New York is home to a lot of surprising things, including a relic of the war of 1812.
An upstate New York village that prides itself as the birthplace of the US Navy still houses one of the service’s oldest warship relics; the hull of a schooner that was the first of a series of American vessels to bear the name Ticonderoga.
The wooden remains of the ship are displayed in a long, open-sided shed near the Skenesborough Museum in Whitehall. The relics have been stored there since being recovered from Lake Champlain more than 50 years ago. Now, with the approach of the battle’s 200th anniversary at which the first Ticonderoga earned its fame, a maritime historian is wanting something done to preserve what’s left of the artifact’s integrity, according to Boston.com.
Senior adviser and special projects developer at the Lake Champlain Maritime Museum, Arthur Cohn, states:
“It was recovered for all the right reasons but before we knew all the implications of a shipwreck and bringing it up into an air environment.”
Cohn suggests that the hull needs be stored in an enclosed, climate-controlled building with the vessel’s story taking center stage. However, the museum’s director said such a project would be cost-prohibitive for her organization and for Whitehall, a small village on the Vermont border, says FOX News. It is said that it “would take more money than anyone in the village of Whitehall could put together.”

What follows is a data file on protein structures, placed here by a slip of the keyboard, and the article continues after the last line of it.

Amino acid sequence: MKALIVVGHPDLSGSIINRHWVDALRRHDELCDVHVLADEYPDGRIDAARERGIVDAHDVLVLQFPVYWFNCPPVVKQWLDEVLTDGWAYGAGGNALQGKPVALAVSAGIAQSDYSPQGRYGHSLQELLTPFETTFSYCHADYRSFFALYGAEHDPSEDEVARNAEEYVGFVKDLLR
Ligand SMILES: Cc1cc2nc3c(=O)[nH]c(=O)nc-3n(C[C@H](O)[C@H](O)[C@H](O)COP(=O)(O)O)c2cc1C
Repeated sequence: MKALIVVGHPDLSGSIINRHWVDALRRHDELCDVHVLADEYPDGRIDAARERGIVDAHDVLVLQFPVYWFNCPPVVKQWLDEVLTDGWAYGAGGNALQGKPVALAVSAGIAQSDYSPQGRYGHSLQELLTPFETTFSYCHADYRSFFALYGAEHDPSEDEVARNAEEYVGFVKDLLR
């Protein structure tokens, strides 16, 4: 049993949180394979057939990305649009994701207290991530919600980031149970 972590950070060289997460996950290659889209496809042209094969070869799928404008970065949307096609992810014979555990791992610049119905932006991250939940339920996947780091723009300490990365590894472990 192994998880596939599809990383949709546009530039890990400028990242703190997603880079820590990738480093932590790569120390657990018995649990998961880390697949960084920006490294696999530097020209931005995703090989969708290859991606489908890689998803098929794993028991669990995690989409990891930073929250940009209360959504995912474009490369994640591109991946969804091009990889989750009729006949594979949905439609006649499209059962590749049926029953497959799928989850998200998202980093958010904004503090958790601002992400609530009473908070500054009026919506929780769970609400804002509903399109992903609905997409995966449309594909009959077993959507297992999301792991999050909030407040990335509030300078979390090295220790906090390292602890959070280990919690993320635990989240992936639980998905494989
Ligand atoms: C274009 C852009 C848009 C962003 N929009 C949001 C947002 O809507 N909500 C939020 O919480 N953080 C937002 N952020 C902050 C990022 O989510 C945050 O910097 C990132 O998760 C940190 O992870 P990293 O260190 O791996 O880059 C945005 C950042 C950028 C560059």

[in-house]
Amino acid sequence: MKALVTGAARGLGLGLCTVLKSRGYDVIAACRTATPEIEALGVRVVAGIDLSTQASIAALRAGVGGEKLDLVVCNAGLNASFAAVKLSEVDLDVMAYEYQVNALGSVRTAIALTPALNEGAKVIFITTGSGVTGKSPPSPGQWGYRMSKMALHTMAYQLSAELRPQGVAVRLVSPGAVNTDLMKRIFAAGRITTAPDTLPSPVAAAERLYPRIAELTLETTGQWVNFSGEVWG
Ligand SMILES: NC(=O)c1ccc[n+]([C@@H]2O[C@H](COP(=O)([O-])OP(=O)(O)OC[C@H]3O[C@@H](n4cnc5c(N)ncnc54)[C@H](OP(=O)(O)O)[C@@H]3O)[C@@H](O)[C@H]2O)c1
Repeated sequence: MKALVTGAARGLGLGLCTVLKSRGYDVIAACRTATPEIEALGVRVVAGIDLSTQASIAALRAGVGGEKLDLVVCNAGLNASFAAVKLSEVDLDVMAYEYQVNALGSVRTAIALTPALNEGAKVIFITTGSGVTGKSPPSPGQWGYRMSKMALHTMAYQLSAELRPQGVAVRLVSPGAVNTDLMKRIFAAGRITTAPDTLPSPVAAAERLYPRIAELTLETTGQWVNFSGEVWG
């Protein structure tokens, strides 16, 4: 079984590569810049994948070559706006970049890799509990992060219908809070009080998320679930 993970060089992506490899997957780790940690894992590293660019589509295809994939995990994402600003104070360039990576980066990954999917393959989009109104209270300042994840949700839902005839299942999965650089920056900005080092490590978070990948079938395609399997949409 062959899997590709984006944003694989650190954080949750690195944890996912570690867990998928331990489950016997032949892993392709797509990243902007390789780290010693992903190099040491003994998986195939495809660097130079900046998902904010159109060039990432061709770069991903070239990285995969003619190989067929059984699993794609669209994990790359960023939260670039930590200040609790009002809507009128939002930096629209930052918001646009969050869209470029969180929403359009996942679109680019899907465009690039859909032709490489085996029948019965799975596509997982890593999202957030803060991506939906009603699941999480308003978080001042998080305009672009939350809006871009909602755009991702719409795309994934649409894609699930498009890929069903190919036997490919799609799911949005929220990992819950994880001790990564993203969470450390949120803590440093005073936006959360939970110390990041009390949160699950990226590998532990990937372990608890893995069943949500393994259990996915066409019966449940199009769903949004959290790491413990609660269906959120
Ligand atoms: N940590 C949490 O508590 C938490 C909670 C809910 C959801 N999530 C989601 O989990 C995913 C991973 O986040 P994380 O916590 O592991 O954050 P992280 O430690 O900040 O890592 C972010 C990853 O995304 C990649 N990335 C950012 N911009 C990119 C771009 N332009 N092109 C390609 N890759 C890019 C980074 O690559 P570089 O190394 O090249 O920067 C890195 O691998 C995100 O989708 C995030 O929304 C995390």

The Ticonderoga was originally a merchant steamer before the US Navy bought it during construction. The Navy completed it as a schooner, mounted it with several heavy cannons and launched the vessel in May 1814.
On September 11 of that year, the Ticonderoga took part in the American fleet, defeating the British at the Battle of Plattsburgh on the lake’s northern end. The US victory stopped British from advancing farther into New York and ended their northern invasion efforts.
Other Navy warships have been named Ticonderoga, including a World War II aircraft carrier in the Pacific. New York has no plans to preserve the Ticonderoga, but local entities could request funds for such a project, according to Mark Peckham of the department of state parks.
Of the remains of that war, Peckham said, “This has survived better than most.”